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PIPELINE CONVOY: A convoy of trucks departs from Alberta this week as part of a growing movement to rally behind the province’s energy sector. But the convoy has been overshadowed by the presence of self-described yellow vest protesters, whose focus on issues such as immigration have fuelled concerns about extremism. James Keller looks at how the yellow vest movement has prompted condemnations from politicians and a split among rally organizers.

URBAN FARM: Canada’s largest urban farm has reached a last-minute agreement with the Alberta government for a new patch of land. Grow Calgary’s previous lease expired earlier this week, and it did not appear that it would find a new home after an increasingly acrimonious dispute with the province. Grow Calgary founder Paul Hughes said he was suspicious with the province’s claim that it needs the current site for road construction, and the province’s transportation minister derided Mr. Hughes as a “squatter.” The agreement in principle will allow the farm, which supplies organic produce during the growing season to shelters for women and the homeless in Calgary, to move to a site alongside the city’s ring road.

OIL SPILL CHARGES: The owners of a bulk carrier that spilled 2,700 litres of fuel oil into Vancouver’s English Bay have been acquitted of all charges. The owners of the MV Marathassa were charged after the spill in 2015 fouled beaches and prompted an expensive cleanup operation. But a B.C. judge has concluded the vessel’s owners had exercised due diligence.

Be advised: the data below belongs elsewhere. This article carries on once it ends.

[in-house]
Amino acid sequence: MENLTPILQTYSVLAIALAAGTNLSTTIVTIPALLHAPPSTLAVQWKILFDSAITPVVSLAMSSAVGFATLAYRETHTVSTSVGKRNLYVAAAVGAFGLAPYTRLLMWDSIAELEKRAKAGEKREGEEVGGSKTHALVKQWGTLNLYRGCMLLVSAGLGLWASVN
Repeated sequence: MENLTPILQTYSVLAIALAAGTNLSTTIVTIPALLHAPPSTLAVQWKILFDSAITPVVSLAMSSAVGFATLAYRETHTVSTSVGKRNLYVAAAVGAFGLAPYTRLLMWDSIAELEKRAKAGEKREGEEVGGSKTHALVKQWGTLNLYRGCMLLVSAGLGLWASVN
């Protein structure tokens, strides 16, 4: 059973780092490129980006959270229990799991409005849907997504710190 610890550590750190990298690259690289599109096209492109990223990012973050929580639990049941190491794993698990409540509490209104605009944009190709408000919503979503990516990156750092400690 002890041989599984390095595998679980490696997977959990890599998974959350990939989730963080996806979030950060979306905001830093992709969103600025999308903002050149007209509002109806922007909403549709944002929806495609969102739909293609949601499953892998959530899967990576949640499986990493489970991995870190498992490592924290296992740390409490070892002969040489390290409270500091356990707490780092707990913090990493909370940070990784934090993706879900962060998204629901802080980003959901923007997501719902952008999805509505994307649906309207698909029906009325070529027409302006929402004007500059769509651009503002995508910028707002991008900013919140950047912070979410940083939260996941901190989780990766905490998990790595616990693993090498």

CALGARY SKI JUMPS: Three of Calgary’s four ski jumps are set to close, becoming the latest winter sports venues to suffer following the failure of the city’s 2026 Olympic bid. The ski jumps at Canada Olympic Park, the sliding centre and several other venues would have benefited from hundreds of millions of dollars in funding if the city won its Olympic bid. But Winsport, the non-profit that oversees COP, says it is millions of dollars short of what it would need to keep some of those facilities running.

ICBC: British Columbia’s publicly owned insurance corporation continues to bleed money, posting a net loss of $860-million. The Insurance Corp. of B.C. has been facing a financial crisis driven in part by an increase in claims that have outpaced premium increases. Last year, Attorney-General David Eby described the state of the Crown corporation as “a financial dumpster fire" and announced dramatic changes to rein in costs, including caps on payouts for minor injuries, increased premiums for high-risk drivers and tighter controls on auto-body repairs.


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Adrienne Tanner on opposition to a Vancouver detox facility: “When we ask residents in any neighbourhood to accept an institutional building with the potential to disrupt traffic, views and the neighbourhood mix for the city’s greater good, we need to go the extra mile to address their concerns.”

Elizabeth Beale, Don Drummond and Glen Hodgson on the carbon tax debate: “Andrew Scheer is right to object to any exemptions, both for economic and political reasons. But he is wrong that protecting business competitiveness is akin to an exemption.”

Simon Dyer, Christopher Ragan and Blake Shaffer on the Supreme Court of Canada’s orphan wells decision: “The decision reinforces the polluter-pay principle, which is reassuring for Canadian regulators and taxpayers. However, it doesn’t resolve the challenges posed by insolvent operators. “